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Nolensville High is all in a name, residents say

With land purchased, site preparation approved and construction dollars to be requested this spring, the new schools to be built in Nolensville are officially named. 
Mill Creek Elementary and attached Mill Creek Middle School, as well as Nolensville High School will be the names for new schools coming to the northeastern part of the county.
However, some residents who could be zoned for the new high school are not enthused about a county school named after a city.
“It’s polarizing,” Jill Henderson, a Brentwood parent, told the board before their vote at the meeting. “I have no problem with sending my child to a school in Nolensville, but it’s a problem when a county school is named after a city.
“It’s been 32 years since a school has been named after a city.”
Henderson cited the recent names assigned to newer high schools such as Independence and Summit, whereas Brentwood dates back to 1982 and Franklin to 1910.
“Dr. Looney said that we are a county school district, not a district made of cities. It sends the wrong message,” she said.
Two board members agreed. Board members Ken Peterson, District 1, and P.J. Mezera, District 3, voted against the proposed name of the high school Monday. 
The committee, charged with presenting a list of three to five potential names for the schools was appointed by the Superintendent according to WCS board policy.  The committee included two school board members and two county commissioners, as well as district and school building administrators.  They researched possible name choices with a historical significance to the community; and considered all proposed names submitted by county residents.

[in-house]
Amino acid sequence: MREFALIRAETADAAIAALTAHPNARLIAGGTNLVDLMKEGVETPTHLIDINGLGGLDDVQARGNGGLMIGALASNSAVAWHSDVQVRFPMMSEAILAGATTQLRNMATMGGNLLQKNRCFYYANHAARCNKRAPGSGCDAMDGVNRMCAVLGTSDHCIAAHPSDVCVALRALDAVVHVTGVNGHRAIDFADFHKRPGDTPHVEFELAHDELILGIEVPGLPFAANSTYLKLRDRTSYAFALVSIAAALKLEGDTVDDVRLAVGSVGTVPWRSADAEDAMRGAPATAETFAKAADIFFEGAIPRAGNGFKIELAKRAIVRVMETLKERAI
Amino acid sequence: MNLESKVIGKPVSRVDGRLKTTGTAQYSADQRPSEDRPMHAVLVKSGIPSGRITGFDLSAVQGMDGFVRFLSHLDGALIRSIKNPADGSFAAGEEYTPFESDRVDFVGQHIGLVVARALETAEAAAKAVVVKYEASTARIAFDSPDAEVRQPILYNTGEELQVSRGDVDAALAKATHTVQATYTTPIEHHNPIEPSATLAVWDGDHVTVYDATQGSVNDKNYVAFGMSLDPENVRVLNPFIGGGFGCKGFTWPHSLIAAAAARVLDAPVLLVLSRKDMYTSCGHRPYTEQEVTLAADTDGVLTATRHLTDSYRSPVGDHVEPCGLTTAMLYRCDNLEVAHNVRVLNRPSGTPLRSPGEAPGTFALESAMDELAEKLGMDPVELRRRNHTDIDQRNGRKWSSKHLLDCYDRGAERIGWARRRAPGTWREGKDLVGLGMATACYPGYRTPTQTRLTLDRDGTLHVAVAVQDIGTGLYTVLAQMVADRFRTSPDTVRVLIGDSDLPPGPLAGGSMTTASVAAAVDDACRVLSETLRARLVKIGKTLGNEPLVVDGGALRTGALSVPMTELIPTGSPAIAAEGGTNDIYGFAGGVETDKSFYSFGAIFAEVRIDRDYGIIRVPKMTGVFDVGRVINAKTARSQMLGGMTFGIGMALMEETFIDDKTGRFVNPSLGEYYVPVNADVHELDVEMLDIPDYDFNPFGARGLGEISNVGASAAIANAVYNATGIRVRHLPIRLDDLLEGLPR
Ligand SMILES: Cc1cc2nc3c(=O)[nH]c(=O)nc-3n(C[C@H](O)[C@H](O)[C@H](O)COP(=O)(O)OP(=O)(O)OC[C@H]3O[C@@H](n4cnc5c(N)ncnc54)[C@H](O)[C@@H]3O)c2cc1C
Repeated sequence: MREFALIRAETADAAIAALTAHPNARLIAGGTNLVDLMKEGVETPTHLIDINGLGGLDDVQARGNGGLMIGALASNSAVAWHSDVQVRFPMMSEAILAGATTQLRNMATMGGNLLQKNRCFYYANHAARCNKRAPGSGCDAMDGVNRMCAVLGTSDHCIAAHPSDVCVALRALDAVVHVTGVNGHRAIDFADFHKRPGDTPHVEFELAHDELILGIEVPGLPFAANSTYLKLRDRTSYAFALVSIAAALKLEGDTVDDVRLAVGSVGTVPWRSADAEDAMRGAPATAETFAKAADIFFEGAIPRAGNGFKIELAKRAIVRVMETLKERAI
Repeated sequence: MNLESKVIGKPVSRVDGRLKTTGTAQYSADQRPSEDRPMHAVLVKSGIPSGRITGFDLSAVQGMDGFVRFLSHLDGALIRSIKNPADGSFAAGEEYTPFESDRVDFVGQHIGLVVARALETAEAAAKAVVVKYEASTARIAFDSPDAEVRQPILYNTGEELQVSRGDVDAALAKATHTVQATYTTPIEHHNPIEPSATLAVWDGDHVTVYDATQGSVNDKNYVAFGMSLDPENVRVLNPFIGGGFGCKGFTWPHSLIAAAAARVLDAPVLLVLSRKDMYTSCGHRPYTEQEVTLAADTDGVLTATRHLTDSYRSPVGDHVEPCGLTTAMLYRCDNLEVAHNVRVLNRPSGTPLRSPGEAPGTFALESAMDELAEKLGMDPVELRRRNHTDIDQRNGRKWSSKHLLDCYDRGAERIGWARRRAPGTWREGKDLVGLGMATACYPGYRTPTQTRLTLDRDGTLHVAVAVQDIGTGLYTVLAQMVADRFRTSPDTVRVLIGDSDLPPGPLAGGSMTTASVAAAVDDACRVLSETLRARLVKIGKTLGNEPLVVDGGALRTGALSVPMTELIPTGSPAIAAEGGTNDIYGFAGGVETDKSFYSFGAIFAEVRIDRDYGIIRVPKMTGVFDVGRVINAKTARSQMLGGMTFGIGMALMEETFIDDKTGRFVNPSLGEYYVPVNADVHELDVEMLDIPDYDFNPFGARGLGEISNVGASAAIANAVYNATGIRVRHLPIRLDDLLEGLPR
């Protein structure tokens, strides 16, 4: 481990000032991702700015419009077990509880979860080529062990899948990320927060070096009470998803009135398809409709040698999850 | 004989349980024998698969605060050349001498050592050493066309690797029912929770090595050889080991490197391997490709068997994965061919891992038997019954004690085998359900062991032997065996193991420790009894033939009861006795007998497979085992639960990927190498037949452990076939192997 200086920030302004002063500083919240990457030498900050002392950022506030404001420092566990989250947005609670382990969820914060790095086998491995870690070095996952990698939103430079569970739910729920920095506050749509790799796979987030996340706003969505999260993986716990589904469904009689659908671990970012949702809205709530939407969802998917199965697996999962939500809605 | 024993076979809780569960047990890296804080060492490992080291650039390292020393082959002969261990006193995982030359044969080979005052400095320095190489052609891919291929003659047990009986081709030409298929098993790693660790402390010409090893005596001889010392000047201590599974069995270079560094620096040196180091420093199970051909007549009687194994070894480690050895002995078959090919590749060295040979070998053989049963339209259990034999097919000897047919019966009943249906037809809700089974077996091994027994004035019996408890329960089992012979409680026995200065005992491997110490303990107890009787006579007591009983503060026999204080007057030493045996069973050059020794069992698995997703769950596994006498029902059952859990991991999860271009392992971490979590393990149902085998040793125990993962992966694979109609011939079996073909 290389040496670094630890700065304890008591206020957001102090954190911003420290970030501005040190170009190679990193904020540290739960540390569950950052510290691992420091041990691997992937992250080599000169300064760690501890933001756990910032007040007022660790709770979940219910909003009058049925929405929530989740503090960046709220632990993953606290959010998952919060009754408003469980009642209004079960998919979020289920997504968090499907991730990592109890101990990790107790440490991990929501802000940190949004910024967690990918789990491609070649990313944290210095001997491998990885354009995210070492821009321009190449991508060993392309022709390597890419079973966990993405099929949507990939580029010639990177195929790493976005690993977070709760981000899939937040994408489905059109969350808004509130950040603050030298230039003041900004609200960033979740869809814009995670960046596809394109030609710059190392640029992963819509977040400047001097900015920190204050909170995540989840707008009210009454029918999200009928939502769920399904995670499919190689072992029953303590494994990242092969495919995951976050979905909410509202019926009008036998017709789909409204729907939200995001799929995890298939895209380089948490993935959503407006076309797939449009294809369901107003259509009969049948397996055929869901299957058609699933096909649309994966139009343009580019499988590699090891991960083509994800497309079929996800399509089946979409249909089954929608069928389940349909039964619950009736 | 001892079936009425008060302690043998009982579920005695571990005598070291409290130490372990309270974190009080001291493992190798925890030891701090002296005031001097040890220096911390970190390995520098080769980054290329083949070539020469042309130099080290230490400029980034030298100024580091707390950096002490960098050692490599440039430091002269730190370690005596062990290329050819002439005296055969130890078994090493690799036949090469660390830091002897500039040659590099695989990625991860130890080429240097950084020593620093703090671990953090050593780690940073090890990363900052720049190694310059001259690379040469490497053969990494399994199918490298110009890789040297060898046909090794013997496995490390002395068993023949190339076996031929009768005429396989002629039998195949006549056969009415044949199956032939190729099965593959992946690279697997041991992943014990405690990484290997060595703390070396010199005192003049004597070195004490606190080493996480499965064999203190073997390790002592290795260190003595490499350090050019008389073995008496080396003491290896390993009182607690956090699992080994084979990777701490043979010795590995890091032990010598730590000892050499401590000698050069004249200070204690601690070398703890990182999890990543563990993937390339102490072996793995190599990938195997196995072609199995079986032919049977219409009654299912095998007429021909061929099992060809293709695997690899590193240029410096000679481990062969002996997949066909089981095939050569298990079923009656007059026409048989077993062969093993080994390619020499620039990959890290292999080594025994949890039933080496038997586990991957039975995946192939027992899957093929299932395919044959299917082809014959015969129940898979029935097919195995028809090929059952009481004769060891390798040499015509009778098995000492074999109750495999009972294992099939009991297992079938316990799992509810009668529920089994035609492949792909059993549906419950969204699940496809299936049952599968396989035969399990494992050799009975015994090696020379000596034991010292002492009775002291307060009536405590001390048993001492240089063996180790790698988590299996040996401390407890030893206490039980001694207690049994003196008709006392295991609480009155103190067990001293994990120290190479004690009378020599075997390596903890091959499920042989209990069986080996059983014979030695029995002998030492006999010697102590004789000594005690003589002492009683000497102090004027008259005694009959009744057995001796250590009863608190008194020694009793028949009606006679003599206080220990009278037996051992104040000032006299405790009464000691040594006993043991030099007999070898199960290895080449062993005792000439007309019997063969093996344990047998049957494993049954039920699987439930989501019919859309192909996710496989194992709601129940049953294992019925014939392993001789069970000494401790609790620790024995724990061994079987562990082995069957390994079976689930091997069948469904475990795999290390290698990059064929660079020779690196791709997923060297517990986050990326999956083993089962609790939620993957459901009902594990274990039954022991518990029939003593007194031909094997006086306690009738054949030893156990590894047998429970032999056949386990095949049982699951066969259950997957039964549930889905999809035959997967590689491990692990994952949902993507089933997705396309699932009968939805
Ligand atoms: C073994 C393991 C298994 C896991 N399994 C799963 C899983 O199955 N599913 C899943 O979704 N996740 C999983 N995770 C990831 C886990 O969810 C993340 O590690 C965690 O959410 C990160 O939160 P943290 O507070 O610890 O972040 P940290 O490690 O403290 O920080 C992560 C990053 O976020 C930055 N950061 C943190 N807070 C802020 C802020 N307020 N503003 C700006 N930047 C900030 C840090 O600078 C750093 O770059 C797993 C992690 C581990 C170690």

Committee member Cherie Hammond, District 6 School Board, shared that the overwhelming recurring name submitted from county residents was Nolensville High School.
From data collected from the community, the top three most reoccurring school names were chosen and included in a survey administered to all in the community who wished to participate. The top names on the ballot were York, Mill Creek and Nolensville.
Mill Creek was chosen as the name for the joint elementary and middle schools because the founders of Nolensville, the Nolen family, lost a wheel on their wagon at Mill Creek, where they decided to settle the area – a town which eventually became their namesake.
“The worst thing that you can do is ask for someone’s opinion, then not listen to it,” said Bobby Hullett, District 7, during discussions at the board meeting Monday night.
Hullett said that not honoring the community’s input would be a mistake.
Looney encouraged all to look beyond the name of the high school.
“It’s what happens inside of the school building that matters not the outside named after geographical features. I can’t think of a reason not to vote for it,” he said.
The elementary and middle schools are projected to open in 2015, while the high school is projected for 2016. Preliminary site construction is underway according to recent reports by school officials.

Posted on: 2/20/2014


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